Cheney Free Press -

Managing Editor 

Water, water everywhere - but not always Cheney

City struggles with irrigation supply is a top story of 2018


January 3, 2019

Once again, water — or rather the difficulty in supplying it — was one of the top stories of the year in Cheney.

From October to April, the city has little issue bringing the liquid to the taps of residents in abundance, using just two of its eight wells. Beginning in May, Public Works staff bring on four more wells to handle an increased demand caused by irrigation — and without fail, when really hot weather hit, this demand exceeds the ability to supply, leading to moratoriums on watering brown and dying lawns and equally damaged feelings among its citizens.

This year was no exception, with three shutdowns to replenish reservoir supplies taking place between roughly July 10 and Aug. 10. Unlike previous years, all of the restriction events were a result of stretches of extremely hot weather, rather than a mechanical malfunction of a well.

In the first incident, which began around July 7, reservoir levels dropped to 12.8 feet at their lowest point —26 feet is the norm under good conditions. City officials have said in the past that at least 11 feet of water needs to be in the reservoir system in order to ensure proper firefighting pressure.

Shutting off irrigation water to the parks and Cheney School District facilities, along with citywide irrigation restrictions and easing of temperatures above 90 degrees helped bring levels back up to 18.3 feet by July 16. That lasted less than two weeks as temperatures again climbed, and restrictions were again put in place from July 25-28 and a third time from Aug. 8-10.

An Aug. 16 Cheney Free Press story noted the most recent shutdown came on the heels of a stretch where temperatures soared past 90 degrees 13 of 17 days, and 20 of the past 41 days, including 103 on Aug. 9 and 102 on Aug. 10. Adding to the heat was a wildland fire along Interstate 90 northwest of Cheney that led Department of Natural Resources fire crews to use a hydrant at Cheney Middle School to fill their attack trucks, causing additional draw down of the system.

As with past restriction episodes, easing of hot temperatures and residents’ adherence to the watering prohibitions helped bring reservoir levels back up. But there were grumblings about Cheney’s water supply from a number of corners, including Planning Commission members who voiced frustration to staff at several meetings about the city’s lack of ability to deal with its water issues, which many people attribute to too much growth in multifamily units in the city.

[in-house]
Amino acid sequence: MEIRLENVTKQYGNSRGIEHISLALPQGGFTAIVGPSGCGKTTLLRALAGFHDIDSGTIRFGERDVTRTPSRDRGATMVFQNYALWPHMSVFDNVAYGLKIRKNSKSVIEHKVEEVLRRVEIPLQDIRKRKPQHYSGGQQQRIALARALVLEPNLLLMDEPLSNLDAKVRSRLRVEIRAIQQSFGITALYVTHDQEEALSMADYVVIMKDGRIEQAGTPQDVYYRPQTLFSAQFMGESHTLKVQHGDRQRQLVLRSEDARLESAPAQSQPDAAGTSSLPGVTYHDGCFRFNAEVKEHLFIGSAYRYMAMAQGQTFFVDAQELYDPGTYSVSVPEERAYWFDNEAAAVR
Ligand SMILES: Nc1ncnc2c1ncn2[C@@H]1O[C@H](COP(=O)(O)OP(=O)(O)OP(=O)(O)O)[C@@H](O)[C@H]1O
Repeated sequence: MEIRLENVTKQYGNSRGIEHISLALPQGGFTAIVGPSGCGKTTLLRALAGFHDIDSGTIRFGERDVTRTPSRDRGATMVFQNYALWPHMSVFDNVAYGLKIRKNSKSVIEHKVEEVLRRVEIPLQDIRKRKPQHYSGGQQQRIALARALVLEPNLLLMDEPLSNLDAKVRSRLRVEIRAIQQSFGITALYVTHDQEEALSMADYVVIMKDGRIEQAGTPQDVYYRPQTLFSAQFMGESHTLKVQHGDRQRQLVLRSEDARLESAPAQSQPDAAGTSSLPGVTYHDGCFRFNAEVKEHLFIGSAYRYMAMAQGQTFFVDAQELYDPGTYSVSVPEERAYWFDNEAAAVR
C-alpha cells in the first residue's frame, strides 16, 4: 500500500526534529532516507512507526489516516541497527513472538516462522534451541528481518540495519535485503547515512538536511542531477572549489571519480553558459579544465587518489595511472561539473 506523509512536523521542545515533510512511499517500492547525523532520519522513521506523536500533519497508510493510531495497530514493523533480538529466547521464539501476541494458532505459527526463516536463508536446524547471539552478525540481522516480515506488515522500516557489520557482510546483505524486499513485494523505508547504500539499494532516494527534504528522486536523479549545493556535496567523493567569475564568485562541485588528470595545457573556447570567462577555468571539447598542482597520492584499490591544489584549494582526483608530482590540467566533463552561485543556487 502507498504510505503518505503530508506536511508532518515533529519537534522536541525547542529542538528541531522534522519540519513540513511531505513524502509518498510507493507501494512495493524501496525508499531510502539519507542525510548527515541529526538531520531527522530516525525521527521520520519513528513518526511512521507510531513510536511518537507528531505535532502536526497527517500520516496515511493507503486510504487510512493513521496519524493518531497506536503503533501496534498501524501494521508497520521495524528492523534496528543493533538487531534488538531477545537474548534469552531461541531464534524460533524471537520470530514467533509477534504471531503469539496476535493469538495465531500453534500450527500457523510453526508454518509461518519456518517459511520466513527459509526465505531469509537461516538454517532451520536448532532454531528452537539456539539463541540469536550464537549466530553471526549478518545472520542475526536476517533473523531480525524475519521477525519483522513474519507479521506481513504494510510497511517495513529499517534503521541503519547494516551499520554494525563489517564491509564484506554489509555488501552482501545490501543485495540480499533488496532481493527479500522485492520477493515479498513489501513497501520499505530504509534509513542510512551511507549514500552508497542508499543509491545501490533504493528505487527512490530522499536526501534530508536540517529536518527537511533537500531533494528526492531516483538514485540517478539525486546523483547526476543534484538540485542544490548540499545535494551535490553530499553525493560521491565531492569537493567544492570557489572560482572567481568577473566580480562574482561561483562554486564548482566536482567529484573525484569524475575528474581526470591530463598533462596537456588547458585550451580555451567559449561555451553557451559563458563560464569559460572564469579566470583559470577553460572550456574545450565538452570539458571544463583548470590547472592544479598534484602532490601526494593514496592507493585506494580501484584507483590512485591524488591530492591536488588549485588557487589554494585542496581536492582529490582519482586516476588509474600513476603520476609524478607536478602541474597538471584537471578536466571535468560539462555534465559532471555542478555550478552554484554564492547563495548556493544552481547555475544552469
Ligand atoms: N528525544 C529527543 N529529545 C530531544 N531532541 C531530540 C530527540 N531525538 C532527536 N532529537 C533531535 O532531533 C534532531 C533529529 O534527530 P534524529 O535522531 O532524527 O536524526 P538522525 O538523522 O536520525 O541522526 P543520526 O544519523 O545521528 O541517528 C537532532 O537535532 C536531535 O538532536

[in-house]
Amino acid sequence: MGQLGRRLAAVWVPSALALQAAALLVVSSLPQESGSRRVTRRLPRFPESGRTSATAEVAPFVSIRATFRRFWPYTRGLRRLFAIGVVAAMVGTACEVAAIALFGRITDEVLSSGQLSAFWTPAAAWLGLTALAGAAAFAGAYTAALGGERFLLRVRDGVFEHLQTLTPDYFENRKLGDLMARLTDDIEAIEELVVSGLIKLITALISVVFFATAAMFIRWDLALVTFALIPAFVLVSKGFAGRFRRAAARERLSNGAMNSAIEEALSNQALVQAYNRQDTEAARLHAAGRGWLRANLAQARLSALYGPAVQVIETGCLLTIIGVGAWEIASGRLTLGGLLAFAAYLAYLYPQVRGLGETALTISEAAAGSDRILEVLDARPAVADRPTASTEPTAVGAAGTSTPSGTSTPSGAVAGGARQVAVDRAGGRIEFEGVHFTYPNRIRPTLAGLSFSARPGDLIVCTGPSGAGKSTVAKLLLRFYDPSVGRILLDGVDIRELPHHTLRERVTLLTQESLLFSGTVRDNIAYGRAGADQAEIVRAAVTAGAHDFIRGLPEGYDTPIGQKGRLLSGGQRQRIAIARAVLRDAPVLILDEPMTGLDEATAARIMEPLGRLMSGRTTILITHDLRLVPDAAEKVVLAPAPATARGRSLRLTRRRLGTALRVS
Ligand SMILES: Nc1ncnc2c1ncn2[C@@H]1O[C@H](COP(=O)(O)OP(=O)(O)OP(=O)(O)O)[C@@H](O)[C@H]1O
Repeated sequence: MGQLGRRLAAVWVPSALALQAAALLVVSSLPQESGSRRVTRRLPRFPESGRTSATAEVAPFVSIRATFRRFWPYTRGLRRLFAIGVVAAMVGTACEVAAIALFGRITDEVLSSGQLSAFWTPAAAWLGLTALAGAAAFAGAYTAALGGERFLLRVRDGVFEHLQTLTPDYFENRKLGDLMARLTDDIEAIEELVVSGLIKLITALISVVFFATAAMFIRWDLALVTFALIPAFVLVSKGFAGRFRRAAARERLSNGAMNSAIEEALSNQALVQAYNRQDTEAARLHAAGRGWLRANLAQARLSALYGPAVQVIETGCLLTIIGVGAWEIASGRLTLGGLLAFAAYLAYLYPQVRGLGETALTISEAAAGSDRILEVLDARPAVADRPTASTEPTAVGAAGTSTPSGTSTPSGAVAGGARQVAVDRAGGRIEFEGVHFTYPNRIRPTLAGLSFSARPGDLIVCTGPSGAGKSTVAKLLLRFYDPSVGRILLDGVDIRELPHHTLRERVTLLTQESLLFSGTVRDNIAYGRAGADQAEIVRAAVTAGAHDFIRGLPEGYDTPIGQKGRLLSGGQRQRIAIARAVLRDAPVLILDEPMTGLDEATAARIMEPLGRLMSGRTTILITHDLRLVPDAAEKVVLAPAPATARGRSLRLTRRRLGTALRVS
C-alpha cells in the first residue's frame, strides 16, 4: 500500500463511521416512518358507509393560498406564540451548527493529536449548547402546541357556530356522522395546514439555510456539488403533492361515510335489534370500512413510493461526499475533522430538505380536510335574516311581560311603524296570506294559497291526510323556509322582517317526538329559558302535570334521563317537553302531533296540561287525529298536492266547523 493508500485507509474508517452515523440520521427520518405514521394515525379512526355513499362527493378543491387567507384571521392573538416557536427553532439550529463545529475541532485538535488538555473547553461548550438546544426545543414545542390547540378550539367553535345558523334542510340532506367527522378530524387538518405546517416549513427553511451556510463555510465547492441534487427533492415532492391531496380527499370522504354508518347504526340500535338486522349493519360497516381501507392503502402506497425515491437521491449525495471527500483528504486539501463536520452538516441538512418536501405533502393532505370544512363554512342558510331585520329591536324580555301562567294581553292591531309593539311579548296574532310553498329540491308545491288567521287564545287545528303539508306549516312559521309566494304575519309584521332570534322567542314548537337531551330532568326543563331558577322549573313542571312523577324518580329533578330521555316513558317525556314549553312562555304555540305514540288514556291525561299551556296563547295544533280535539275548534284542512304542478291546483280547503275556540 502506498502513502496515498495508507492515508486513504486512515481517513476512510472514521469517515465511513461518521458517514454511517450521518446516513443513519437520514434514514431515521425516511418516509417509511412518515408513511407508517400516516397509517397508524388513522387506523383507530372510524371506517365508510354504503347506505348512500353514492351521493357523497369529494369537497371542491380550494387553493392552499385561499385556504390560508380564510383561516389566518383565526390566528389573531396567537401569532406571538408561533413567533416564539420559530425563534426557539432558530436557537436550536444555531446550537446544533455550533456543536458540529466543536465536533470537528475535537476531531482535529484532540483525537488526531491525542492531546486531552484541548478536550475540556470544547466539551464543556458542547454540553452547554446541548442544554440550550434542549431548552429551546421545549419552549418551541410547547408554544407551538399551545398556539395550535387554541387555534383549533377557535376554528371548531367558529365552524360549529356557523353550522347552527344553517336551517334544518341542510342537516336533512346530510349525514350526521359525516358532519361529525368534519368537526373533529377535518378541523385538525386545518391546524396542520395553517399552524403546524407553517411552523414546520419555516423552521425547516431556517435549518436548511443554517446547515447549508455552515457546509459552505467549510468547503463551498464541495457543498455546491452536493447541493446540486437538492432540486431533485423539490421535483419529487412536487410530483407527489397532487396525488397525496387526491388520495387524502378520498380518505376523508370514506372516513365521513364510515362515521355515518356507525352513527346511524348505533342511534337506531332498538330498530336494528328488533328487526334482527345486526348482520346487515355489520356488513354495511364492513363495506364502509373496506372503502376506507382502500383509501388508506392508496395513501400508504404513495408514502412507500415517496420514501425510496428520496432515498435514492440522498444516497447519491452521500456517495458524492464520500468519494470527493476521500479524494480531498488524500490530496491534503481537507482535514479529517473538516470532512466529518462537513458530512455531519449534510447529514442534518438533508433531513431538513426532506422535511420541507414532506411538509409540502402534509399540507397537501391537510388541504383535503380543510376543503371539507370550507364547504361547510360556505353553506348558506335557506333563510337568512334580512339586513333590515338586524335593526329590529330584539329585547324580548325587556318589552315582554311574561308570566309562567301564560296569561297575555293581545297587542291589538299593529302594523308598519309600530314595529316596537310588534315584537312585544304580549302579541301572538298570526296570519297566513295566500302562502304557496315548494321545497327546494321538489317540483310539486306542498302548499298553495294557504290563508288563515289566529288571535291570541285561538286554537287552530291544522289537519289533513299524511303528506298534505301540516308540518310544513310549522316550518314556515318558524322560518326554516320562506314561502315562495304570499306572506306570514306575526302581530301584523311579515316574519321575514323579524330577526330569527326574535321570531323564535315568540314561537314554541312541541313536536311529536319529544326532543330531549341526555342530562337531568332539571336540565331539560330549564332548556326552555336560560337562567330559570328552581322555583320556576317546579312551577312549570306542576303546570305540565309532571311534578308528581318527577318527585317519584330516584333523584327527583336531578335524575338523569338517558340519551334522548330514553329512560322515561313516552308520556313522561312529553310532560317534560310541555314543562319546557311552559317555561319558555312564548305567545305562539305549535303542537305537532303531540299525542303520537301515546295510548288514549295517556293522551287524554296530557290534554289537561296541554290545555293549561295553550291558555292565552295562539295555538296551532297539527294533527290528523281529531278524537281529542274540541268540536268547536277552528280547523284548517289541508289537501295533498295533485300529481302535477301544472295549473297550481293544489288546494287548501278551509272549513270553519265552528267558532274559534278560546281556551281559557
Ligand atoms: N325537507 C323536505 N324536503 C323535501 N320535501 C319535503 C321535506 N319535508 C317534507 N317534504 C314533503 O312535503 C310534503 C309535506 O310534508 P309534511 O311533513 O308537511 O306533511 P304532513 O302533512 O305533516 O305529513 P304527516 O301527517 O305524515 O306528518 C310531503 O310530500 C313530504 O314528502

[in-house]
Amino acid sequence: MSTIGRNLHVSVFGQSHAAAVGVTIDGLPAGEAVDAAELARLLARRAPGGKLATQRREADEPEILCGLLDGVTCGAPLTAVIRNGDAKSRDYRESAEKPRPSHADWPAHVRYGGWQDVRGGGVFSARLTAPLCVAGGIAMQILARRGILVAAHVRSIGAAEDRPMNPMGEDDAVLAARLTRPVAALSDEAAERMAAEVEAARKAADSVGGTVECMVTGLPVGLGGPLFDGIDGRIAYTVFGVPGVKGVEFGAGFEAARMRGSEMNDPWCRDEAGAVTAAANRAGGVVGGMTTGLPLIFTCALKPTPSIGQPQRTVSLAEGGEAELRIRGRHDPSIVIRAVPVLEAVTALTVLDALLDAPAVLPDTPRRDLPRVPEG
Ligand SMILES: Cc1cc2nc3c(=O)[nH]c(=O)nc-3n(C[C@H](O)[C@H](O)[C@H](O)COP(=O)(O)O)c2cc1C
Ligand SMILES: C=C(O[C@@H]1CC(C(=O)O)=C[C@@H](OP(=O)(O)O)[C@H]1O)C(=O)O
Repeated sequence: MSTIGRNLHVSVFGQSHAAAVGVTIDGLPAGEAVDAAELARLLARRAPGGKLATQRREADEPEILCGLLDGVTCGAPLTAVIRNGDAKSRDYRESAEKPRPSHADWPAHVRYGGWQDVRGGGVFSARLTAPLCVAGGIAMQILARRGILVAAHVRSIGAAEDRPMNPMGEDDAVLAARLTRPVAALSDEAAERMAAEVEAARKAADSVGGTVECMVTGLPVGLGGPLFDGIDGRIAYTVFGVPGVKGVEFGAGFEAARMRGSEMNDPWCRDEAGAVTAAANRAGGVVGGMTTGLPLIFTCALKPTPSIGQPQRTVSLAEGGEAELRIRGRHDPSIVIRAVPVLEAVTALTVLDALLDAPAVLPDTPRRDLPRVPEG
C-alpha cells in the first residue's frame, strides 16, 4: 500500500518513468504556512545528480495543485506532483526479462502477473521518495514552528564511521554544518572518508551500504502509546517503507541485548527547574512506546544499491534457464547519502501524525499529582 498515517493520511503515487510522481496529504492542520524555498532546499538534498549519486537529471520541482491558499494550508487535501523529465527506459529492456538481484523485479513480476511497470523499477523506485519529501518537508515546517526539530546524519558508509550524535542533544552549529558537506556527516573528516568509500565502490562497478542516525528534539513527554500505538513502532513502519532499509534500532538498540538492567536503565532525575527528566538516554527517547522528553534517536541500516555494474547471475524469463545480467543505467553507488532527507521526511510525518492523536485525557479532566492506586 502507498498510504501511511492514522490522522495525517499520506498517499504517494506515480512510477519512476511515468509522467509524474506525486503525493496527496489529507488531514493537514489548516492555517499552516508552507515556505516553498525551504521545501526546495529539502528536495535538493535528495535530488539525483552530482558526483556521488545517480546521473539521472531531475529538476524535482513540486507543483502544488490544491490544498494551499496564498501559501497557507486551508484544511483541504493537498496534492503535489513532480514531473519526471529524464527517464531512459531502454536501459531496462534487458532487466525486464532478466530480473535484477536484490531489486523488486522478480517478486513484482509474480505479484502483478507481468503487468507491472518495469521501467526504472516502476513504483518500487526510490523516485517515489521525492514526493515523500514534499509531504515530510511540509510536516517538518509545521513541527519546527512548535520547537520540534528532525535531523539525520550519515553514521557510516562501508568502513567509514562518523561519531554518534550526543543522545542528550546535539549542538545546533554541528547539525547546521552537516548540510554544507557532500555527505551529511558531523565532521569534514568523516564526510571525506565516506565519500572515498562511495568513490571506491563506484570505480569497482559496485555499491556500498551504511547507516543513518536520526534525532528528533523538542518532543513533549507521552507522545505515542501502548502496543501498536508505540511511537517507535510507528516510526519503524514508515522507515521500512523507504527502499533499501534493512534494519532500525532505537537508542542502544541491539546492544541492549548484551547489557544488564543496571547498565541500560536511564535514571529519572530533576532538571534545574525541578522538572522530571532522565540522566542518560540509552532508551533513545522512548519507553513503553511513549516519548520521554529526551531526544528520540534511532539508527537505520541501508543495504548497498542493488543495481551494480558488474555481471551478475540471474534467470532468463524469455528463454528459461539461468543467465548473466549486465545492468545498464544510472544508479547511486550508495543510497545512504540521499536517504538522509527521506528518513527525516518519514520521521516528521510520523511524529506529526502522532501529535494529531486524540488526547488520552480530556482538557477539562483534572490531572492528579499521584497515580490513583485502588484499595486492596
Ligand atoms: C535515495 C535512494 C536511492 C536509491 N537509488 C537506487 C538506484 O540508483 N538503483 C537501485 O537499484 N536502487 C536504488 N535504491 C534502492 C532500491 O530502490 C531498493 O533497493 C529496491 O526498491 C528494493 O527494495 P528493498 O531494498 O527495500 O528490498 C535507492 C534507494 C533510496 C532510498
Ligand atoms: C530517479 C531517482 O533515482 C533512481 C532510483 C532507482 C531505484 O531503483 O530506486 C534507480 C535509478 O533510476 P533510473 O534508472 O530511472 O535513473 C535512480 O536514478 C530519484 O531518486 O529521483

For its part, the city has taken steps to enhance its water supply abilities. Wells 6 and 7 underwent rehabilitation projects earlier in the year that were designed to at least maintain their pumping capacity.

But while Well 7 responded to the rehab work, 710-foot deep Well 6 actually experienced a drop in production, fallling from its original 480 gallons per minute capabilities to around 300.

The city awarded a $724,000 contract to Blue Star Enterprises In July for redrilling of the Well 3, a large producer located along Erie Street that essentially stopped producing in 2012. The total cost for returning the well to service, if sufficient water was hit, is $1.8 million.

In September, the City Council approved a staff request to put together a Request for Qualifications (RFQ) for hiring a consultant to help the city deal with its water supply issue. It’s hoped the consultant will be able to provide possible solutions not only for the city’s potable water system, but examine the possibilities for using reclaimed water from the city’s wastewater treatment plant for irrigation.

As for Well 3, Public Works Director Todd Ableman told the council at its Dec. 11 meeting that Blue Star’s drilling efforts had produced a “good gusher” at around the 750-foot depth. Drillers did not hit an expected sand layer, but stayed in solid basalt rock.

“It’s a solid formation, we’re not to worried about cave ins,” Ableman said, alluding to what officials think happened to cause the original well to stop producing.

Crews were expected to do a 72-hour pump test to determine the well’s capacity, which Ableman said preliminary indications were that it would provide plenty of water to assist with irrigation. He added that returning the well to service is a “band aid” for the city’s water issues.

John McCallum can be reached at


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